Hotly-tipped West London rapper Jelani Blackman plays a series of small shows following the release of his latest single Hello. His catalogue of collaborators includes Ghetts, Burna Boy, Wolf Alice and Brian Eno.
Platform 21 features the work of five Sheffield-based artists across three venues. Rachael Colley’s practice explores traditional making processes in relation to the city’s steel industry; Jan Hopkins is a visual artist and writer working in drawing, making and digital media; Seiko Kinoshita is a Japanese artist who creates sculptures and large installations; Anisa Nuh-Ali is a Somali conceptual artist, researcher and documenter; and Lea Torp Nielsen is a multi-disciplinary Danish artist.
Award-winning producer Ellen Kent returns with the International Opera Festival tour, presenting Bizet’s Carmen – telling the story of the bewitching gypsy girl whose tantalising beauty lures a soldier to desertion and leads to her own murder.
The new Banner Exhibition takes visitors on a march through a history of rights and equality. It includes the Walthamstow and Chingford Solidarity Committee banner, which was part of a 1930s movement of hunger marches, a European nuclear disarmament banner and the Withington Against the Poll Tax banner, which was made in 1990, among many others.
Future Ages Will Wonder stages an “alternative museum” of artworks that use science and technology to question our past and offer new ways of understanding who we are and where we belong. The artworks bring together traditional mediums such as textiles, sculpture, and photography with virtual reality, computer algorithms and synthetic DNA to reimagine stories about our past, present and future.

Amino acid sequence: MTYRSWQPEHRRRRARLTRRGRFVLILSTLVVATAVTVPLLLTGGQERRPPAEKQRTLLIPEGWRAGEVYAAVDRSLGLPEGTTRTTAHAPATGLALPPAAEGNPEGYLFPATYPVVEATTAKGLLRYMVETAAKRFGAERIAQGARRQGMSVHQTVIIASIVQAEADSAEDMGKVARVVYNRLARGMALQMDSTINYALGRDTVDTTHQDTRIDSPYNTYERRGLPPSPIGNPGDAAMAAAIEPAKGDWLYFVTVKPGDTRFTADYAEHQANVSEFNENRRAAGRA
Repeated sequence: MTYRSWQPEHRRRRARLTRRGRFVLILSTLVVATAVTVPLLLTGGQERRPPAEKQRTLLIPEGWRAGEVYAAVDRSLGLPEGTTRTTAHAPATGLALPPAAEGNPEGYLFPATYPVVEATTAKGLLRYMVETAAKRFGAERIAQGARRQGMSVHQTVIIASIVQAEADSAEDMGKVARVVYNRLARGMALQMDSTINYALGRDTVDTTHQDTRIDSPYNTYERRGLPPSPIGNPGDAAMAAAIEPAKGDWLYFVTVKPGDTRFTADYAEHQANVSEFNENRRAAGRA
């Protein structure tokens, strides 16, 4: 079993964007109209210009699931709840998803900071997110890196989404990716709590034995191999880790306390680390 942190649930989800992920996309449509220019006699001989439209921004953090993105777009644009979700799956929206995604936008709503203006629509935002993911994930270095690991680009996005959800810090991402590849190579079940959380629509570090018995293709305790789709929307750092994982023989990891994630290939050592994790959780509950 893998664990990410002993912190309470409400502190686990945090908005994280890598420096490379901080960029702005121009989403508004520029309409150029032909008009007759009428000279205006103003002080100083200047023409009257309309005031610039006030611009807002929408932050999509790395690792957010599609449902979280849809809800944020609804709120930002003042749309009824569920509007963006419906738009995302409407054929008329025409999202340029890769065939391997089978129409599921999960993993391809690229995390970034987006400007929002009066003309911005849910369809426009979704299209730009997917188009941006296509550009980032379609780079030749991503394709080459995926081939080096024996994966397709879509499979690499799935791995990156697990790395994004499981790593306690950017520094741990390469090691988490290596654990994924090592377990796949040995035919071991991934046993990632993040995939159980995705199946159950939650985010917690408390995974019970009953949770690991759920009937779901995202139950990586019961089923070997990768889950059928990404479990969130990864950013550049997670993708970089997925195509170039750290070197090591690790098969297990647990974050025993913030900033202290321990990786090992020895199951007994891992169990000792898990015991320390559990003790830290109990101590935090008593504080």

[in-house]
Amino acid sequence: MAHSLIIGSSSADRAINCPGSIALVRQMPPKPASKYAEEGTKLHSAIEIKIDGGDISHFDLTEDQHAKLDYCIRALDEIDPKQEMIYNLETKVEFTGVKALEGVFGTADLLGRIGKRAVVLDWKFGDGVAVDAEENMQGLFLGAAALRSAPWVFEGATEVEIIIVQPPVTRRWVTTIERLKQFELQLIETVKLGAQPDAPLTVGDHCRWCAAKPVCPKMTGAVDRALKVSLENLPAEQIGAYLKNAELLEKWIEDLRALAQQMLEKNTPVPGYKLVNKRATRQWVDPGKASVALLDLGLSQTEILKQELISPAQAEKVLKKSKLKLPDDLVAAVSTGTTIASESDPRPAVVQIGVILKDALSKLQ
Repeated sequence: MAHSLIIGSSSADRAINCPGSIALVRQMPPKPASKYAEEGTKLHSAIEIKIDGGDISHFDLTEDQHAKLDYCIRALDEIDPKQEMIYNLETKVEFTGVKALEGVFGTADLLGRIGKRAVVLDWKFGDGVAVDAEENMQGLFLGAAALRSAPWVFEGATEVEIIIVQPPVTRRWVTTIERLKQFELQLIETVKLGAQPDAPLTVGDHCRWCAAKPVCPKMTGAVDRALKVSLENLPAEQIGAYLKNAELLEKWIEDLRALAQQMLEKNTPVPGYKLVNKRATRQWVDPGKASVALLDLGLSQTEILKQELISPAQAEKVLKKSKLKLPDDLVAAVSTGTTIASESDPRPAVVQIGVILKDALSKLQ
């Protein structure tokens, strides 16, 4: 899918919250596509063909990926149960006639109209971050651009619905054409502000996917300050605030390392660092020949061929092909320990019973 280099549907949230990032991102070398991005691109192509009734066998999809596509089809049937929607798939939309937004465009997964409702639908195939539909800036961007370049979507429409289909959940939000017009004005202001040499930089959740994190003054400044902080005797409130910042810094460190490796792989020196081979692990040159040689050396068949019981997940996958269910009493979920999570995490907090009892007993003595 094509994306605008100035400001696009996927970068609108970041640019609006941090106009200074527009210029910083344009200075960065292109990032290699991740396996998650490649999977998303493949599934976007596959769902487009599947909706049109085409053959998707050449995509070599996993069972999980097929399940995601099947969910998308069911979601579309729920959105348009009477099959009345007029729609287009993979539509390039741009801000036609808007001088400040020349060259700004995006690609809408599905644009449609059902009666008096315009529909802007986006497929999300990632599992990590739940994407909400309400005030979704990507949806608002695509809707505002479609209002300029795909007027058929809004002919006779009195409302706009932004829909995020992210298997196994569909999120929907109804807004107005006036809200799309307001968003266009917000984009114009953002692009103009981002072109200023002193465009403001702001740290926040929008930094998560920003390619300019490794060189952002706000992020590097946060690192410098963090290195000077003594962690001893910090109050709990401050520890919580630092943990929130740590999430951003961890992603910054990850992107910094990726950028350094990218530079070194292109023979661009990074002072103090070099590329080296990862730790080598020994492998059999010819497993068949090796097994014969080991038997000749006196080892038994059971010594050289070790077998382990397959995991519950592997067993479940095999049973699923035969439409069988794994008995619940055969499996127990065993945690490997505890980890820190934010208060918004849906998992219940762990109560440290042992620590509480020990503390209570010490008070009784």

Nwando Ebizie* presents an immersive sound work created in response to Barbara Hepworth and co-commissioned as part of Yorkshire Sculpture International. The Garden of Circular Paths takes visitors on a sonic art-guided journey through the life and work of the sculptor, featuring composed music and field recordings from places in Yorkshire and Cornwall that have a connection to Hepworth’s life.
A Quiet Afternoon in the Cloud Cuckoo Valley is a moving sculpture, the charming final work of Rowland Emett, creator of the inventions of Caractacus Potts in the film Chitty Chitty Bang Bang. Currently on display alongside playful machines of all shapes and sizes, hands-on activities and shows.
I Grew Up 80s is a colourful nostalgia trip of an exhibition taking visitors to the cultural landscape of 1980s Britain through the eyes of a child. Some 200 items will revisit the vibrancy, quirkiness and innovation that defined the decade, from BMX to Betamax, Dirty Dancing to Donkey Kong, Thompson Twins to Transformers.
Cancer Revolution: Science, innovation and hope, is the first major exhibition exploring the revolution in science that is transforming cancer care. Rarely seen objects from the likes of The Christie, cutting edge treatment and research, reflection, new artist commissions and installations, film, photography, interactive exhibits and testimony will present the stories of people affected by cancer, together with those who study and treat it.
Future Ages Will Wonder presents an “alternative museum” of artworks that use science and technology to question our
past and offer new ways of understanding who we are and where we belong. Nine
UK and international artists display work made with traditional mediums such as textiles, sculpture and photography, as well as virtual reality, computer algorithms and synthetic DNA.